Political Icons Transformed Into Comic Book Superhero Currency

Alessandro Rabatti - Collage

Alessandro Rabatti - Collage

Alessandro Rabatti - Collage

Alessandro Rabatti - Collage

The work of Italian artist Alessandro Rabatti humorously comments on the current economic state that the world is in. Using different currencies from around the world, Rabatti rearranges and alters the faces of each political icon and transforms them into a comic book hero. By rearranging and breaking down household faces such as Abraham Lincoln and Queen Elizabeth II, the artist deconstructs their economic status. Each important leader’s status has been elevated from historical legend to fictional superhero, as if their alter egos are really Spiderman, Ironman, and Catwoman. The interesting part about this transformation is that some of these heroes and villains are more recognizable to people than the historical figures themselves.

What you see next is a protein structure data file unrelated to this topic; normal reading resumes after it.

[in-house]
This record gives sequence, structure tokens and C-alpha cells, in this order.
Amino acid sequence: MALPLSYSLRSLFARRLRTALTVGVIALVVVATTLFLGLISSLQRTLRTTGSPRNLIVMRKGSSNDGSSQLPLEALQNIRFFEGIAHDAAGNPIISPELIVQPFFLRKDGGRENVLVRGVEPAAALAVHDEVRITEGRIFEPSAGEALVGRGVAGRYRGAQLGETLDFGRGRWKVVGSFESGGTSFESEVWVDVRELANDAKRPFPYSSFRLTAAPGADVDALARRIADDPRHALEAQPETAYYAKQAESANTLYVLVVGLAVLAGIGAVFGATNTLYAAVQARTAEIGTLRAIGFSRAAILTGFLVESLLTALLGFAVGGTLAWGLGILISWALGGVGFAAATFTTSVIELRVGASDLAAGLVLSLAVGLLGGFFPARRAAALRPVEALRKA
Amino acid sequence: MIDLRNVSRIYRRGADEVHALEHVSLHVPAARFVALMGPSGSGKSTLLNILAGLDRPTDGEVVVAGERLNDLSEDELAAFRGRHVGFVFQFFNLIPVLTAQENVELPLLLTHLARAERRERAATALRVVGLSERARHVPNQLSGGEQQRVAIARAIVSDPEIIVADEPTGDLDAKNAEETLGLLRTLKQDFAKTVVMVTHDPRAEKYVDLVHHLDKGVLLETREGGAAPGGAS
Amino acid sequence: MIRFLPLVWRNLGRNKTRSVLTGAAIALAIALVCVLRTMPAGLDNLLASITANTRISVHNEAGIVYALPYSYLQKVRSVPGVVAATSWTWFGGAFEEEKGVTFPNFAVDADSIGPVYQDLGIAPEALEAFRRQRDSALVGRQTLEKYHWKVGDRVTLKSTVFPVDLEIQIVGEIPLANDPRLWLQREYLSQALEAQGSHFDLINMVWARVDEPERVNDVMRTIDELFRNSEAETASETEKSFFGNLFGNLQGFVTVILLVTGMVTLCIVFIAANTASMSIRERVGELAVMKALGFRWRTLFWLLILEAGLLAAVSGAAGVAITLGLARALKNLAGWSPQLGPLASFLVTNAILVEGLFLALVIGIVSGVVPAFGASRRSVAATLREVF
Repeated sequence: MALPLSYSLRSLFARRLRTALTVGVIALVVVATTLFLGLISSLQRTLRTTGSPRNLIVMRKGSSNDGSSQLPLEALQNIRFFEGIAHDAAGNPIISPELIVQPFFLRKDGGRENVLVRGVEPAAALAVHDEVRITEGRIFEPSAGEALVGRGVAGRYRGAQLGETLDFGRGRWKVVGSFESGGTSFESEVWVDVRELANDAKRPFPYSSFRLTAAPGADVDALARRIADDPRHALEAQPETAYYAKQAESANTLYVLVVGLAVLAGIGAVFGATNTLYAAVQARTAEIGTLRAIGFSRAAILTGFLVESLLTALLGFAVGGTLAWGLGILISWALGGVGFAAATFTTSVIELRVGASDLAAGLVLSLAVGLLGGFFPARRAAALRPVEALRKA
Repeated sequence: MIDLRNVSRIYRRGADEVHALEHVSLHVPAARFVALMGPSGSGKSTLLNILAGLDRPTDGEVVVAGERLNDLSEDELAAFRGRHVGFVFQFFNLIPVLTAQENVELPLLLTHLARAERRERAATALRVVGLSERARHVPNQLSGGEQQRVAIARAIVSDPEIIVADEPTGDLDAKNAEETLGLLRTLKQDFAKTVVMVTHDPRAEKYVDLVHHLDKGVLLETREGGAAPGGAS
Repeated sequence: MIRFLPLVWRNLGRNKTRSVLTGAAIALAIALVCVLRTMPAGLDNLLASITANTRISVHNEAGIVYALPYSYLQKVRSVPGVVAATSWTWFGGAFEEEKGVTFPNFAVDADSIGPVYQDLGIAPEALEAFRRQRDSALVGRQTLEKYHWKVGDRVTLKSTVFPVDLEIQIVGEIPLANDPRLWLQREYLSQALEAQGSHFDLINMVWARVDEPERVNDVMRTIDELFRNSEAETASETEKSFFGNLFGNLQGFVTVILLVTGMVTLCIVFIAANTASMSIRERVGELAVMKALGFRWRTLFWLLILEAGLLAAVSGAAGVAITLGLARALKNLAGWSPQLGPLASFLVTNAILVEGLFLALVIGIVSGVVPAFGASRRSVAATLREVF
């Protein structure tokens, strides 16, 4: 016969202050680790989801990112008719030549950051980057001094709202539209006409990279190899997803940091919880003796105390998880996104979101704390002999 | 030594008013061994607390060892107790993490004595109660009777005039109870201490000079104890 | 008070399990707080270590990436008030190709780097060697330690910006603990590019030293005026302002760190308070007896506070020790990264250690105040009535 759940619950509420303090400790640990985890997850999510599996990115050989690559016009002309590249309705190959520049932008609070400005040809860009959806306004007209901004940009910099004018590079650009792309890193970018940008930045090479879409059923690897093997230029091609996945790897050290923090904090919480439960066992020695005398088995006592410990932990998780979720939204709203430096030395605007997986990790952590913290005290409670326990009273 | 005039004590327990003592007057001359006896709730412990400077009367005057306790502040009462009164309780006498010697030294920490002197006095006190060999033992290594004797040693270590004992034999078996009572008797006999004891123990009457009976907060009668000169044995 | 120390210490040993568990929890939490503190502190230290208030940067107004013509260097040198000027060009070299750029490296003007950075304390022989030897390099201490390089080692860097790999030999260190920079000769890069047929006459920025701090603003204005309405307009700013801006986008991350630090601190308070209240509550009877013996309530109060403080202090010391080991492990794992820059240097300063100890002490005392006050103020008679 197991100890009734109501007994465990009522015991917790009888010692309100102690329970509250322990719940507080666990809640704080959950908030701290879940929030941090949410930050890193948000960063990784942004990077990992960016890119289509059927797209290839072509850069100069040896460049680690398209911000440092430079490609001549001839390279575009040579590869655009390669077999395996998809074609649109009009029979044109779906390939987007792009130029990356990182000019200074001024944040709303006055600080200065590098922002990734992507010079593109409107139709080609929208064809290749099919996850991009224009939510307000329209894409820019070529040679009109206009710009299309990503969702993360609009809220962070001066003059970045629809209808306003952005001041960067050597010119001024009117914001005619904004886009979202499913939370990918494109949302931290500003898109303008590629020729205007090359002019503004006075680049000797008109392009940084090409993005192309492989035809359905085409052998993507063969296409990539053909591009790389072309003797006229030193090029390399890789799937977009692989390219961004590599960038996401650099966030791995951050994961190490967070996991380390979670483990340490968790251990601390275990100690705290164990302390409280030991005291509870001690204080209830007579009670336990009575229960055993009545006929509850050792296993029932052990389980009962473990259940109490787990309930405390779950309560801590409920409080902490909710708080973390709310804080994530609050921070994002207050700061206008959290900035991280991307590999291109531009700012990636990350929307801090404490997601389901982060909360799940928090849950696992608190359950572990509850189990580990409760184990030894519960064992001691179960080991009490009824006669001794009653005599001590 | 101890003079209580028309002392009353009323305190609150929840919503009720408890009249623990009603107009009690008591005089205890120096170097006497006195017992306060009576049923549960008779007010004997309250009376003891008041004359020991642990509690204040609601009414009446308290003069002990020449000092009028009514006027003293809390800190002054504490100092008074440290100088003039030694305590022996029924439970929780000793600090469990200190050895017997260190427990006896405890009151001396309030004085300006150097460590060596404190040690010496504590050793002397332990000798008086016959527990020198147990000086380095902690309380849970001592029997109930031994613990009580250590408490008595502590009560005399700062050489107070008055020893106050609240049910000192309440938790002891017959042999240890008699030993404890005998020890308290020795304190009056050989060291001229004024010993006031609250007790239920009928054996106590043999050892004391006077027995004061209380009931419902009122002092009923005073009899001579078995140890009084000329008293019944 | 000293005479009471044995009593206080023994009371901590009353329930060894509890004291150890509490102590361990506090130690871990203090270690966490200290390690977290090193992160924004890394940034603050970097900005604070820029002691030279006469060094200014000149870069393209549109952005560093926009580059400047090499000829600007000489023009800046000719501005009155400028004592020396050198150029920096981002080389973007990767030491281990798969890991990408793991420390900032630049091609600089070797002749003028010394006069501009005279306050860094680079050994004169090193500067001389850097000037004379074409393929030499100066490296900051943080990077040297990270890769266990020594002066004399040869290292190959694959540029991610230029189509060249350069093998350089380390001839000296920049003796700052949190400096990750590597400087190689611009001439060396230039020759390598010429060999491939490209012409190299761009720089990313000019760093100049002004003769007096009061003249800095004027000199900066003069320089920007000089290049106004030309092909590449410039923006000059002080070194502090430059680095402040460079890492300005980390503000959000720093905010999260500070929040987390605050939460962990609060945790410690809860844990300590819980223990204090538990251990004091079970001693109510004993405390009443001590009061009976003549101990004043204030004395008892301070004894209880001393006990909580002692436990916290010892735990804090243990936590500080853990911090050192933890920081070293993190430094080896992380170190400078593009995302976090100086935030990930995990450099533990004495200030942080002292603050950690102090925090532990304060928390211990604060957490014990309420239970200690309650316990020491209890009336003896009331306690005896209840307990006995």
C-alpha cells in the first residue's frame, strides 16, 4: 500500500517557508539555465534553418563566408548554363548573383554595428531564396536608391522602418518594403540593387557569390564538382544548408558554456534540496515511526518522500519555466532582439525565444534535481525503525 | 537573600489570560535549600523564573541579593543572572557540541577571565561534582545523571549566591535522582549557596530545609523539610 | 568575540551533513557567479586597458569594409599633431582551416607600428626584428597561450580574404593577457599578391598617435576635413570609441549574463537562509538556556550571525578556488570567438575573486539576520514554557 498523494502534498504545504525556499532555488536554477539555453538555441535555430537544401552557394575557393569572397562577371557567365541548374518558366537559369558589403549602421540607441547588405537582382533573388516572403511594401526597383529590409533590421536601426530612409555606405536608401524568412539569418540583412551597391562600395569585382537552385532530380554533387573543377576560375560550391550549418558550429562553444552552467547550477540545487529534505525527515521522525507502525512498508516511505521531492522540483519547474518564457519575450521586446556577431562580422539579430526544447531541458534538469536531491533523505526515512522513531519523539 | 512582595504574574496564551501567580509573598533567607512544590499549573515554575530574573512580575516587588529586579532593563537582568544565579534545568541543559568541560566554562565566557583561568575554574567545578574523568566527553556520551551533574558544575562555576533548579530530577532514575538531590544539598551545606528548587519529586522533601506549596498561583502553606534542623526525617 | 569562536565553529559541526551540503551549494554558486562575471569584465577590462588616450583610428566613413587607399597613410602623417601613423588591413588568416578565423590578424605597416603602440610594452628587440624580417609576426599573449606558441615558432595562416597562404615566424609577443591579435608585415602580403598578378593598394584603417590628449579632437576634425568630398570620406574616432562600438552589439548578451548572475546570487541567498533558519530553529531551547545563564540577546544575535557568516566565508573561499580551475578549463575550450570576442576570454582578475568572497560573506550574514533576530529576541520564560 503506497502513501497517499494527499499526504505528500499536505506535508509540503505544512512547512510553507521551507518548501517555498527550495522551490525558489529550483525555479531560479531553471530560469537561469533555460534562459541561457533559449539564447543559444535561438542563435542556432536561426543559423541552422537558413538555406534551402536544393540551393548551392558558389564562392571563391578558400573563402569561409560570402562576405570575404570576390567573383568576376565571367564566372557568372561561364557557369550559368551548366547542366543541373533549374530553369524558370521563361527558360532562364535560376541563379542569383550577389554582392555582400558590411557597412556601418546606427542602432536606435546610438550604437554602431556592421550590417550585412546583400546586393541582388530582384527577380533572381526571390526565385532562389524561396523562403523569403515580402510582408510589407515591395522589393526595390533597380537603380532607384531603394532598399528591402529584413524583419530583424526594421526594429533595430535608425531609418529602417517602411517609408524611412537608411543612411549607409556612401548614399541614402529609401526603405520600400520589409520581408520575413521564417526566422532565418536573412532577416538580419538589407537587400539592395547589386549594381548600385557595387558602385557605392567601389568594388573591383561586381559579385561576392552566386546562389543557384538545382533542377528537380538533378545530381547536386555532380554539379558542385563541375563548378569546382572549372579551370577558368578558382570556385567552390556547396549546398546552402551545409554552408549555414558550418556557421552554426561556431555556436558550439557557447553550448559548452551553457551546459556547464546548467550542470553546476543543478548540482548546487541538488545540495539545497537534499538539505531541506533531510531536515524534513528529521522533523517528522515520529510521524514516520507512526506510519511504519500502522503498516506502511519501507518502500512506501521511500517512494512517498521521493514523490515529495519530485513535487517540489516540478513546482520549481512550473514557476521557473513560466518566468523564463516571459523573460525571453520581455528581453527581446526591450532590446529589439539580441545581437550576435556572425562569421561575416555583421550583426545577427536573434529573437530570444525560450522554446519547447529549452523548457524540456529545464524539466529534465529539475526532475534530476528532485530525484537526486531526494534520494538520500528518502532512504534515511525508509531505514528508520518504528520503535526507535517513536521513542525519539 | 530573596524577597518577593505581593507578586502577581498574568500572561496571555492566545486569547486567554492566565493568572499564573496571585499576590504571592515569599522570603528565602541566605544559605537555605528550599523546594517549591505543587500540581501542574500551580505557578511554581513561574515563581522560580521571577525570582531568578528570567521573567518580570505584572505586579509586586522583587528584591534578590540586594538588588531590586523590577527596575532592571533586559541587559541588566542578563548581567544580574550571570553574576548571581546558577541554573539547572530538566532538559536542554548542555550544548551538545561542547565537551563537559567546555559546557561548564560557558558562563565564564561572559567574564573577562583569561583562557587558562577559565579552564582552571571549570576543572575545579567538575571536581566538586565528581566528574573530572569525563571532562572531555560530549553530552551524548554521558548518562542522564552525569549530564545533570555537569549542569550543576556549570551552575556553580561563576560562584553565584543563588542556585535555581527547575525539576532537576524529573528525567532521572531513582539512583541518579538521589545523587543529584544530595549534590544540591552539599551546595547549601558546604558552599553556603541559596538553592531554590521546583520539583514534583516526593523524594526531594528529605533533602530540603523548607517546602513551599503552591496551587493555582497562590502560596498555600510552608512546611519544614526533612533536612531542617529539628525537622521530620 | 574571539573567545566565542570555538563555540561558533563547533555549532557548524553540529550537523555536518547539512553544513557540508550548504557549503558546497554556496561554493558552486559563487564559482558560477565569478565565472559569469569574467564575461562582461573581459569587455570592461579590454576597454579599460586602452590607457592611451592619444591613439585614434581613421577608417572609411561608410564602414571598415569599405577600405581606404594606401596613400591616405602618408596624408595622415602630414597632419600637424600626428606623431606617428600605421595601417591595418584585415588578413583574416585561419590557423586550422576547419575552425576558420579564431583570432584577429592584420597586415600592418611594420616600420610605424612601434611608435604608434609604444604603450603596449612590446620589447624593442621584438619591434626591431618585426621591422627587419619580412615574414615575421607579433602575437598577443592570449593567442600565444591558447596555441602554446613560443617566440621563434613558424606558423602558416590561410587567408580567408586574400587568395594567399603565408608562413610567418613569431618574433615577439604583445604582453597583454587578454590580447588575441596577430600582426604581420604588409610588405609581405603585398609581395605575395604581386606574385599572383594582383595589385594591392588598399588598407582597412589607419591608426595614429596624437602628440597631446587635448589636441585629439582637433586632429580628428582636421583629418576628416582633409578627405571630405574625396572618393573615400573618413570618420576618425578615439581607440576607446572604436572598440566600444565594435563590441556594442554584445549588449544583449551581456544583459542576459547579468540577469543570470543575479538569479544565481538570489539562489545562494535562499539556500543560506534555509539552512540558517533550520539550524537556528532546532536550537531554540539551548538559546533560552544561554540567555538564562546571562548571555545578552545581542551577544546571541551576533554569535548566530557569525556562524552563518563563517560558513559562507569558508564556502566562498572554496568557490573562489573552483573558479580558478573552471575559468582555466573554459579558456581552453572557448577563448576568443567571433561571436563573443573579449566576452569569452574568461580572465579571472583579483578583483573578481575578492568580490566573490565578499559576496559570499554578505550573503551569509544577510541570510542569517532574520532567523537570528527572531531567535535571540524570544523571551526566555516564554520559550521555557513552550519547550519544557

This series, titled Facebank, comically comments on our economic state and the actual worth of money today. We trust in these icons just as children trust Captain America and the other courageous characters. In creating this series, Rabatti aims to spark a dialogue concerning the current, unstable state of world economics. Another interesting element in the artist’s work is that each face is now wearing a mask. The mask is often associated with hiding one’s identity or giving a false appearance; pretending to be something you are not. This is no doubt another layer in Rabatti’s series, commenting on political figures and their place in society. The artist’s funny and clever artwork combines comic book superheroes, economics, and political satire to create this multifaceted series. (via Design Boom)

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The Perfectly Grotesque Paintings Of Peter Saul: Shaking Down Politics Since The 1960’s

Peter Saul - Acrylic on Canvas1

Peter Saul - Acrylic on Canvas2

Peter Saul - Acrylic on Canvas